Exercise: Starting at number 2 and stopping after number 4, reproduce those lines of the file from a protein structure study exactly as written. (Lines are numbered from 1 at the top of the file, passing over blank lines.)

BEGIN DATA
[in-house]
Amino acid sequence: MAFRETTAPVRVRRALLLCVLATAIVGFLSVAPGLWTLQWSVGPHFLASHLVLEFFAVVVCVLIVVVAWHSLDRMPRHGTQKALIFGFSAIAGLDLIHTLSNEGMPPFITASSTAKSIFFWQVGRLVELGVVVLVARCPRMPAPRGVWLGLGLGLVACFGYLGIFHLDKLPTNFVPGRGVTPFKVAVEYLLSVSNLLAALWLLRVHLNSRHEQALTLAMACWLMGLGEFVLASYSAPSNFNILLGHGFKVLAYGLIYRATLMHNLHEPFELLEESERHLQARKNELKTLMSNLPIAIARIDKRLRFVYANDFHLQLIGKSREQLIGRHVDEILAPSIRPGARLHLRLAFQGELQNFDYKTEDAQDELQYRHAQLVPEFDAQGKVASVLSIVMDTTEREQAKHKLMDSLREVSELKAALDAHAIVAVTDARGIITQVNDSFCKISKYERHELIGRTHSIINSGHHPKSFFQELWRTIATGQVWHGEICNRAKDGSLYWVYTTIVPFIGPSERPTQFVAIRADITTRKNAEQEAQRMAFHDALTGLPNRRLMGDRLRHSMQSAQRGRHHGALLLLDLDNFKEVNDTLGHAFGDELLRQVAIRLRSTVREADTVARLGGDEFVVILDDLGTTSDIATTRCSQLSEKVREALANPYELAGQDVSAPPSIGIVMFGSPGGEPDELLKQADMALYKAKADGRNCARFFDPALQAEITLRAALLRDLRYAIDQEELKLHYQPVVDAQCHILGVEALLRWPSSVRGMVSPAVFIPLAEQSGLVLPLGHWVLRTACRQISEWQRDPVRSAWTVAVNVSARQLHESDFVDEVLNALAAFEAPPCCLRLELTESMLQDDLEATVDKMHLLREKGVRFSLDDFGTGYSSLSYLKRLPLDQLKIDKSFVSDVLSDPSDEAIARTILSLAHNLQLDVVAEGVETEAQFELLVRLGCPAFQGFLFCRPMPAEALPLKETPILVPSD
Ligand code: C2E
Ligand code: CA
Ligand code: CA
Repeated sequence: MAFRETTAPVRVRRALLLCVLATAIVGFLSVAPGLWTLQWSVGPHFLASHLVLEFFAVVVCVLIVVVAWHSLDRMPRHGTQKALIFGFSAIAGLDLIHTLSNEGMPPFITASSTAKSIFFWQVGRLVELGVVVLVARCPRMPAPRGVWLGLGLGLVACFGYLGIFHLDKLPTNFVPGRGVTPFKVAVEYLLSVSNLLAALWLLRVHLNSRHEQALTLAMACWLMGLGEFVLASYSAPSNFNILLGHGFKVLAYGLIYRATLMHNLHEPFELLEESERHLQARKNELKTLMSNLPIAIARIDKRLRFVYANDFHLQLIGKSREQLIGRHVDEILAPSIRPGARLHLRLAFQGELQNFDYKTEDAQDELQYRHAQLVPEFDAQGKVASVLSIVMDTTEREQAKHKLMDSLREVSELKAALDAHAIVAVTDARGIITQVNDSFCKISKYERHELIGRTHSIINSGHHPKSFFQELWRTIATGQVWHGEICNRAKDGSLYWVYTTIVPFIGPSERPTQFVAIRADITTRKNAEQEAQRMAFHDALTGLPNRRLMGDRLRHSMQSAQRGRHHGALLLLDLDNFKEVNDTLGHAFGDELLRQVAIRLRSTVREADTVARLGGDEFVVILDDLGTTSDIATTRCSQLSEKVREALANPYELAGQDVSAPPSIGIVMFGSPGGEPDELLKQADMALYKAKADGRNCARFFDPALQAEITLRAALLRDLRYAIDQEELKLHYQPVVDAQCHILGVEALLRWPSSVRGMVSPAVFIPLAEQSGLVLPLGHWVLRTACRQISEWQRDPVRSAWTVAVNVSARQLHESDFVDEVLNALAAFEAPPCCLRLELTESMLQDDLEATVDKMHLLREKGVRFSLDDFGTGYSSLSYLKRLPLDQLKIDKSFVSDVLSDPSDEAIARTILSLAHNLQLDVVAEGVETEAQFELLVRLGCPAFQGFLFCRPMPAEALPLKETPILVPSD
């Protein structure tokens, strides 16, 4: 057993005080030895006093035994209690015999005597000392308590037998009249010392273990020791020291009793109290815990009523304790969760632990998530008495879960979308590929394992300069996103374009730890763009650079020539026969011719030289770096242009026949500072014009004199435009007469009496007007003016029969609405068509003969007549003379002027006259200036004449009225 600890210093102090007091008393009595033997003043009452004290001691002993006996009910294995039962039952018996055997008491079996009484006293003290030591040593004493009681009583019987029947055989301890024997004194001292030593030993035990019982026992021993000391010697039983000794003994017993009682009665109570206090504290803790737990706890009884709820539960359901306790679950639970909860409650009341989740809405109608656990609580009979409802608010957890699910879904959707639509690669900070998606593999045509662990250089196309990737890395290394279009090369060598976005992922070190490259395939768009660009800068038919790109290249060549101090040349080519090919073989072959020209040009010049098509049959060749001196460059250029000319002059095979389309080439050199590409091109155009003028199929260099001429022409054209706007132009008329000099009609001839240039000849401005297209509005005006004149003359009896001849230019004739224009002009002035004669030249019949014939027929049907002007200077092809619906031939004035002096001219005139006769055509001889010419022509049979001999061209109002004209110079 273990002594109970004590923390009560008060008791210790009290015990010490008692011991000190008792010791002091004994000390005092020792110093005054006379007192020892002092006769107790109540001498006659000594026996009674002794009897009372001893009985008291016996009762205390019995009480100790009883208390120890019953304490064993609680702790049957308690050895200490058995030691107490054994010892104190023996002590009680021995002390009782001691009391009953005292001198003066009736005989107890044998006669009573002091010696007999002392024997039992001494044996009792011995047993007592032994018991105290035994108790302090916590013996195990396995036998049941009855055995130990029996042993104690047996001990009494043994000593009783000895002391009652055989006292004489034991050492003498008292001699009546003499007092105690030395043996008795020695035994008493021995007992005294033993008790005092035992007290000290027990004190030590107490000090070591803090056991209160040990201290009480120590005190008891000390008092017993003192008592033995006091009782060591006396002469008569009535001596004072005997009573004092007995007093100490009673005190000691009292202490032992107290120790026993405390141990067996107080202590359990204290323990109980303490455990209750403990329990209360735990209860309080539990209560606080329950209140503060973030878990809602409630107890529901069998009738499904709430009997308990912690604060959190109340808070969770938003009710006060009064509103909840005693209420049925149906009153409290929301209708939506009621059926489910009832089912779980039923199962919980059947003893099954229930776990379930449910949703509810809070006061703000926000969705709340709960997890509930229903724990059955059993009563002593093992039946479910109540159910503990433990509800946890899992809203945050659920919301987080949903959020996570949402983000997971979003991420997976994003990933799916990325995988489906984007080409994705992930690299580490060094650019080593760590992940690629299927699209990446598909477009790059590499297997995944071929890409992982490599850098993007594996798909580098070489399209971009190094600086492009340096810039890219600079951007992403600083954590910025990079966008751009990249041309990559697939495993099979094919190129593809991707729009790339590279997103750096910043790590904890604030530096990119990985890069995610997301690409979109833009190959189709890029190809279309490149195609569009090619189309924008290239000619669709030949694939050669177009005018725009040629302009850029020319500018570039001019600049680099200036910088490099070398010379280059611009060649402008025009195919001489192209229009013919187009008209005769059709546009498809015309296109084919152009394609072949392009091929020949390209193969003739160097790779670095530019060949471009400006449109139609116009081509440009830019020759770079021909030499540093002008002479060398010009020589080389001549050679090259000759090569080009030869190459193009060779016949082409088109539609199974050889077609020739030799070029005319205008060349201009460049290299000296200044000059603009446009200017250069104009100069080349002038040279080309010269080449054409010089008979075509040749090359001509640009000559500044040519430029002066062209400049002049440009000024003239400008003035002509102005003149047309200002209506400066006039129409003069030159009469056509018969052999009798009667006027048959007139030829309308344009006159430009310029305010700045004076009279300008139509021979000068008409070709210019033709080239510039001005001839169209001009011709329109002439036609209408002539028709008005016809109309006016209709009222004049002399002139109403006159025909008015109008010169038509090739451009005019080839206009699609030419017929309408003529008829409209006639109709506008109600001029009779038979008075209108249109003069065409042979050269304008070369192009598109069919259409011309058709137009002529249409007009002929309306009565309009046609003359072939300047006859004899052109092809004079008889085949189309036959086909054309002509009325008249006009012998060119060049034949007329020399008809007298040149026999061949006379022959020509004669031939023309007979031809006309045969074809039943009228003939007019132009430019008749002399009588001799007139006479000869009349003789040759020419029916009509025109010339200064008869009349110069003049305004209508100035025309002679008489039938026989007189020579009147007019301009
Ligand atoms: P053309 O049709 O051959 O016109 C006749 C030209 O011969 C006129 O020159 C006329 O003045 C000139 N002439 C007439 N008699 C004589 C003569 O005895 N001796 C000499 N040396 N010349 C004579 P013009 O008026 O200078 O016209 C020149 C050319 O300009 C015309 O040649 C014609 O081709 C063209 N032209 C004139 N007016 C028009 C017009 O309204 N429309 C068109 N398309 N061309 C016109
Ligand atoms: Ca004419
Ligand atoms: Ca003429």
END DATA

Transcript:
Amino acid sequence: MAFRETTAPVRVRRALLLCVLATAIVGFLSVAPGLWTLQWSVGPHFLASHLVLEFFAVVVCVLIVVVAWHSLDRMPRHGTQKALIFGFSAIAGLDLIHTLSNEGMPPFITASSTAKSIFFWQVGRLVELGVVVLVARCPRMPAPRGVWLGLGLGLVACFGYLGIFHLDKLPTNFVPGRGVTPFKVAVEYLLSVSNLLAALWLLRVHLNSRHEQALTLAMACWLMGLGEFVLASYSAPSNFNILLGHGFKVLAYGLIYRATLMHNLHEPFELLEESERHLQARKNELKTLMSNLPIAIARIDKRLRFVYANDFHLQLIGKSREQLIGRHVDEILAPSIRPGARLHLRLAFQGELQNFDYKTEDAQDELQYRHAQLVPEFDAQGKVASVLSIVMDTTEREQAKHKLMDSLREVSELKAALDAHAIVAVTDARGIITQVNDSFCKISKYERHELIGRTHSIINSGHHPKSFFQELWRTIATGQVWHGEICNRAKDGSLYWVYTTIVPFIGPSERPTQFVAIRADITTRKNAEQEAQRMAFHDALTGLPNRRLMGDRLRHSMQSAQRGRHHGALLLLDLDNFKEVNDTLGHAFGDELLRQVAIRLRSTVREADTVARLGGDEFVVILDDLGTTSDIATTRCSQLSEKVREALANPYELAGQDVSAPPSIGIVMFGSPGGEPDELLKQADMALYKAKADGRNCARFFDPALQAEITLRAALLRDLRYAIDQEELKLHYQPVVDAQCHILGVEALLRWPSSVRGMVSPAVFIPLAEQSGLVLPLGHWVLRTACRQISEWQRDPVRSAWTVAVNVSARQLHESDFVDEVLNALAAFEAPPCCLRLELTESMLQDDLEATVDKMHLLREKGVRFSLDDFGTGYSSLSYLKRLPLDQLKIDKSFVSDVLSDPSDEAIARTILSLAHNLQLDVVAEGVETEAQFELLVRLGCPAFQGFLFCRPMPAEALPLKETPILVPSD
Ligand code: C2E
Ligand code: CA